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 As with many technologies, the standards for patentability for antibodies has evolved over time.  The length of the stick (representing the distance of innovation to the reward) and the size of the carrot (the reward in term of patent claim scope) in our incentive based patent system may have made a logical progression.  Perhaps the stick has gotten longer and the carrot smaller. (SeeAmgen v. Sanofi, Fed. Cir October 2017).  At least we were not “shown the carrot and given the stick” as the adage goes around corporate review time.

 Historically, the relationship of antibody and antigen being a lock and key relationship has provided an exception to the enablement / written description paradigm, where describing the antigen in reasonable detail under the circumstances can enable and describe the matching pair of the specific binding duo.

 As the technology, and value of antibodies, increases, perhaps this “antibody exception” is headed for the dust bin.  Antibodies are becoming more like therapeutics, which tend to have a higher burden of production and persuasion as to patentability before the USPTO and the courts.  The rewards being large, and the desire not to have “each and every” possible antibody for a therapeutic target tied up could be a desirable solution to keep the balance of promoting the progress of the useful arts and sciences with the granting of exclusive rights.  (See:  U.S. Constitution, Article I, Section 8, Clause 8).

 Amgen may have done just that in providing that for compliance with the written description requirement, the description of the antibody is to be considered, such as sequencing, deposit, and the like.  The analogy that an antigen/antibody specific binding pair is not just a lock and a single key, but a lock and a keychain with perhaps millions of keys is perhaps helpful in the Amgen analysis.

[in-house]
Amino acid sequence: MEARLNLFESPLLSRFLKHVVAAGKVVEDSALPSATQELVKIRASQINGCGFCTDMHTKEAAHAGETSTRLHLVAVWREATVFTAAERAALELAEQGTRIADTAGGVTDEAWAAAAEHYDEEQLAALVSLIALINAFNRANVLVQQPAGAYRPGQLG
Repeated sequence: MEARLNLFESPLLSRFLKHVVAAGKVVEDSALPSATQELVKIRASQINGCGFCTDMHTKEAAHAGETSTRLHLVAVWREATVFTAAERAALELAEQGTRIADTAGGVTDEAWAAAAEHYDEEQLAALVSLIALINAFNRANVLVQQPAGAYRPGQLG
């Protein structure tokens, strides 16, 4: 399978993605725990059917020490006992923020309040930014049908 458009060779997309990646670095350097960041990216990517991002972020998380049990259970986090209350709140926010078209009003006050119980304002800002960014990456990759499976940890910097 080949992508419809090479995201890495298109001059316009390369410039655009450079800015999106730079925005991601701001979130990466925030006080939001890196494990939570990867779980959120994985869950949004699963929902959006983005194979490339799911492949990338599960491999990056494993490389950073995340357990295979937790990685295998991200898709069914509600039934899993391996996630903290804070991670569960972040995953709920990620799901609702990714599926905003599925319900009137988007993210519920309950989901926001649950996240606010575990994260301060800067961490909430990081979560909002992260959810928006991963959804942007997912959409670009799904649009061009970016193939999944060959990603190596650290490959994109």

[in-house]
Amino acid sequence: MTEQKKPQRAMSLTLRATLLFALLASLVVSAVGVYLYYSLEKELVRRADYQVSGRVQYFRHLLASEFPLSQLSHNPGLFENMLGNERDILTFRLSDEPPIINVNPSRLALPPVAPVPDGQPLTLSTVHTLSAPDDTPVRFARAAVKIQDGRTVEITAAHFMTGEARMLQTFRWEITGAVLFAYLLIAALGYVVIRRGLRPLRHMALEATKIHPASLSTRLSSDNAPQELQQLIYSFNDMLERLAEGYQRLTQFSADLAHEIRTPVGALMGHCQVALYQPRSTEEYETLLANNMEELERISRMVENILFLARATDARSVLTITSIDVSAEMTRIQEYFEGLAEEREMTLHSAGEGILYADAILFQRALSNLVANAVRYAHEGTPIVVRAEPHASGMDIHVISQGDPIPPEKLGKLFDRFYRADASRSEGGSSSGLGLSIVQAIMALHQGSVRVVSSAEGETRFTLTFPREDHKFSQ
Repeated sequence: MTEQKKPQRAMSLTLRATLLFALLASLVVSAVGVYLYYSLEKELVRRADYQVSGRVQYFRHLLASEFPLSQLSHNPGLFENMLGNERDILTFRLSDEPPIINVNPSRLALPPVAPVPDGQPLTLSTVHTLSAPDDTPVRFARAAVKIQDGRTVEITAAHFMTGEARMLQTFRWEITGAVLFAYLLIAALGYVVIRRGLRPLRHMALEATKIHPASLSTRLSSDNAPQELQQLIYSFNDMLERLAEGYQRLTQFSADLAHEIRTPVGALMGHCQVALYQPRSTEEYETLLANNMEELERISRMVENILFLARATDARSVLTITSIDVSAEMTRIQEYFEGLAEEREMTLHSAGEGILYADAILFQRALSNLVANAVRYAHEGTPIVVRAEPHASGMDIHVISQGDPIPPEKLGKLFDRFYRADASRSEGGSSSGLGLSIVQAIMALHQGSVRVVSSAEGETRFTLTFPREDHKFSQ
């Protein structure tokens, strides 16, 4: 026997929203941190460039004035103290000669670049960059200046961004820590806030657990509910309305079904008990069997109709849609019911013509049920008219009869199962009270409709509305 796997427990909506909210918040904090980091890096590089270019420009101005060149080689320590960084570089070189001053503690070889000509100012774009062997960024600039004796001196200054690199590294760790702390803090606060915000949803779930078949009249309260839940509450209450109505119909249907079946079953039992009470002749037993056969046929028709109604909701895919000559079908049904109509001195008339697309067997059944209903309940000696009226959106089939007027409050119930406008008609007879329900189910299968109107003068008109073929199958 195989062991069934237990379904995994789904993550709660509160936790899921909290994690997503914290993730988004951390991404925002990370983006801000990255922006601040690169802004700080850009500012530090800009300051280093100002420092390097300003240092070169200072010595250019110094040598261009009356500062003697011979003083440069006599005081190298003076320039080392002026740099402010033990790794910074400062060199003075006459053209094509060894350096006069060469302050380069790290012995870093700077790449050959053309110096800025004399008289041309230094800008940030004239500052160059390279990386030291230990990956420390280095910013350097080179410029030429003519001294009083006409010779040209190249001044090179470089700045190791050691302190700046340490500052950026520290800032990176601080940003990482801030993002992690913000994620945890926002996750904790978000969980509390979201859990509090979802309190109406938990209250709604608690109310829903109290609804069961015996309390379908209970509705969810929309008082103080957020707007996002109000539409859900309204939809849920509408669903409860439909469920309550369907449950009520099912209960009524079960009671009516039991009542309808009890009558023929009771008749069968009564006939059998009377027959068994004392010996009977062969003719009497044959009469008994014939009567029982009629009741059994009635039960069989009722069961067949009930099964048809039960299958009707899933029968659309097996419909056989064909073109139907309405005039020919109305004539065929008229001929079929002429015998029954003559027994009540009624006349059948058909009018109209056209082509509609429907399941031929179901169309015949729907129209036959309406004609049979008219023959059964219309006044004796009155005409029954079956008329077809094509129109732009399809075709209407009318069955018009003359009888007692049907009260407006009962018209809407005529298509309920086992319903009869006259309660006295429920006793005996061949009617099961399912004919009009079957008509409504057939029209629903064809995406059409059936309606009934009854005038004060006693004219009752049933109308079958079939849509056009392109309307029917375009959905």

The progressive nature of technology and the law, and keeping the incentive system in balance, perhaps justifies this trend of keeping moving the stick further and further.  We have of course seen this with the patentability of nucleic acid sequences, starting with the case line of Duel/Bell/Fiers/Lilly (relatively broad claims for nucleic acid molecules based on the sequence, function, and source organism) and progression to the current Association for Molecular Pathology v. Myriad Genetics, U.S. Supreme Court (June 2013) (focused claims for nucleic acid molecules with strict limitations of claim coverage based on product of nature limits of patentability).

 All in all, it is helpful to bear in mind that the patent system, and thus patents, are at their core economic instruments, and the exclusivity component of the patent rights has a character of a monopoly.  The monopoly rent imposed is born by the consumer/public as a tax, which needs to be balanced out by a benefit to the public.  That balanced benefit is the fruit of the incentive structure of the patent system.  So long as the overall societal gain from the patent system outweighs the burden of increased costs of goods/services, all should be well. 

 This economic balance is a hard one to strike, and it is hoped that the United States Court of Appeals for the Federal Circuit, U.S. Supreme Court, and Congress can maintain that balance without shifting too much or too quickly.  Some would say that recently patents have been “shown the carrot and given the stick” rather been incentivized to invest and invent.  Time will tell.

February 5, 2018, modified February 7, 2018

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